Friday, 7 April 2017

When I order in Spain

Waiters have seen it all. Petulant customers. Hungry customers. Customers with the firm belief they are to be treated as members of a royal family.

And then comes this Russian-Swedish girl (me) and orders dessert before the main course.
"I beg your pardon?"
The waiter looks at my company. They confirm nodding; he got it right. The waiter is still in shock and decides, after yet a confirmation, to serve the dessert with an apology - so that I cannot accuse the kitchen of bad behaviour.

My explanation is: why wait for the best till the end?

Or, as I don't always like waiting, I order dessert and main course simultaneously. The only "issue" I see is that the table might be too small for both dishes at once. Friends and I of course could tell the restaurant in advance if needed, but otherwise, who is to decide in what order I should eat my food? Food might be the thing people are most picky about, with diets, allergies and taste, so carrying on with the restaurant traditions which are in order to give the kitchen time to prepare the warm courses doesn't have to set your food agenda. I also sometimes take time to ask about the ingredients, the preparation methods, the origin of some products. A friend used to complain about this: to him, ordering should be a quick process to not keep people in the line waiting. He has a point - but remember that when you shop a sauce at the store, it is labeled with details. At a restaurant, all sauces are anonymous unless the restaurant's concept is to underline how great the ingredients are.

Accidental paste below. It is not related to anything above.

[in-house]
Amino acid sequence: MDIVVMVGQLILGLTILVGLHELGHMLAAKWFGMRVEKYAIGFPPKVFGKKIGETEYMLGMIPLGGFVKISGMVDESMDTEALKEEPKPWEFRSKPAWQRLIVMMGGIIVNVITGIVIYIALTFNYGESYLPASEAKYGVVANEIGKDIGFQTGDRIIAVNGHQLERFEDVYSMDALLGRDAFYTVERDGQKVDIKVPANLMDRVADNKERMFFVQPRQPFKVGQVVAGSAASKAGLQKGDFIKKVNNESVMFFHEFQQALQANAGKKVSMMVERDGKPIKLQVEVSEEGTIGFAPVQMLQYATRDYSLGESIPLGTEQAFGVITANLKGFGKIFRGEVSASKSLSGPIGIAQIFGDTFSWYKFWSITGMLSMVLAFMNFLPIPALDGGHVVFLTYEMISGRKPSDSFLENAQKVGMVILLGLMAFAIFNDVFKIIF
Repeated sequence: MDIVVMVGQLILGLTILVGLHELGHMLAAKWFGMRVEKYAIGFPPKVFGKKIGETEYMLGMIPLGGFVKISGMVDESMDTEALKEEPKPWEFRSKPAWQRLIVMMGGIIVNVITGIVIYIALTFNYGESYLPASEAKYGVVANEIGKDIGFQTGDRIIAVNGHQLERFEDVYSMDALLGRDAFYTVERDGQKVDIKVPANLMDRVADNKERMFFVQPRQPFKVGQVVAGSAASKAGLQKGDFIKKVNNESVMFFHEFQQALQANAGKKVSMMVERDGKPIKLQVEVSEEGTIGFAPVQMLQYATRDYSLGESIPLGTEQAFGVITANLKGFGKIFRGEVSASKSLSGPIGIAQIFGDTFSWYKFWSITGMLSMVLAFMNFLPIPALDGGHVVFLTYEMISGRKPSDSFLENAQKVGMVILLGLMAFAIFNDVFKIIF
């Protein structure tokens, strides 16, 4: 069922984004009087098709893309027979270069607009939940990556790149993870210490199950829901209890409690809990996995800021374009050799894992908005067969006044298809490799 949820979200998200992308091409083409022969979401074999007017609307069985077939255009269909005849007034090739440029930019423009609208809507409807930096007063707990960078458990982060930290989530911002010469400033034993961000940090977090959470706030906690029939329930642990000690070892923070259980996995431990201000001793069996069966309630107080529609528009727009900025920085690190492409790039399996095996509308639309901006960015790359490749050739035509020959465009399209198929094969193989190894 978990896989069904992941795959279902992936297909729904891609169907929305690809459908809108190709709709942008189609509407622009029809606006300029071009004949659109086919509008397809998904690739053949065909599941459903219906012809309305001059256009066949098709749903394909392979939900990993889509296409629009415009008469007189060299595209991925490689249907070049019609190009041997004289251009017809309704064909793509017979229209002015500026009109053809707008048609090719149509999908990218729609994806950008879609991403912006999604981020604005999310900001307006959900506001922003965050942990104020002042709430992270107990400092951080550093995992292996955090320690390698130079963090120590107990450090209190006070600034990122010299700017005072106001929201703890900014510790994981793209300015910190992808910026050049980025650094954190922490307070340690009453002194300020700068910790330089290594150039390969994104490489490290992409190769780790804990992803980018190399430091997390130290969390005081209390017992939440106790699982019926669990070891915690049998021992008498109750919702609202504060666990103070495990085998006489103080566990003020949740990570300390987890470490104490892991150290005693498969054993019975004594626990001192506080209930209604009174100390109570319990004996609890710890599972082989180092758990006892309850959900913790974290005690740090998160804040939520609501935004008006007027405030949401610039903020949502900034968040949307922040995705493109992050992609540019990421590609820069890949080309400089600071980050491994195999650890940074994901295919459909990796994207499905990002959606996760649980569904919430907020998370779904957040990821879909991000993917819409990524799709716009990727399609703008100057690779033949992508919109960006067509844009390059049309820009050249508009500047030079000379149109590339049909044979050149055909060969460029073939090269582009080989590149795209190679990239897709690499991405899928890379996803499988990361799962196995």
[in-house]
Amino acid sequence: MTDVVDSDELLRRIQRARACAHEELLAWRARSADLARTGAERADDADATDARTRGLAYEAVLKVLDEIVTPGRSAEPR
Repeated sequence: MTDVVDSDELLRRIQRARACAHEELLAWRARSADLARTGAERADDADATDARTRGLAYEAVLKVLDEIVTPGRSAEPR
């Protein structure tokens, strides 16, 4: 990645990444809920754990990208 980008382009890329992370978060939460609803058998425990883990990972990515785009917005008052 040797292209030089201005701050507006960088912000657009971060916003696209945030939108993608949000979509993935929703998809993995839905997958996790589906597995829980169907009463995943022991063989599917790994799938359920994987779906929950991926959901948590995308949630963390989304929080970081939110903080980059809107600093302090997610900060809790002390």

This morning I ordered hot milk at a bar/café, instead of a tea or a coffee as the other customers (sometimes with stong drops of alcohol in the latter). The owner and the other lady behind the counter took a moment to melt the news and then agreed. (Hot milk in France is so common that it's served at McDonald's.)

I know: food traditions unite people. But should all traditions be kept strictly?

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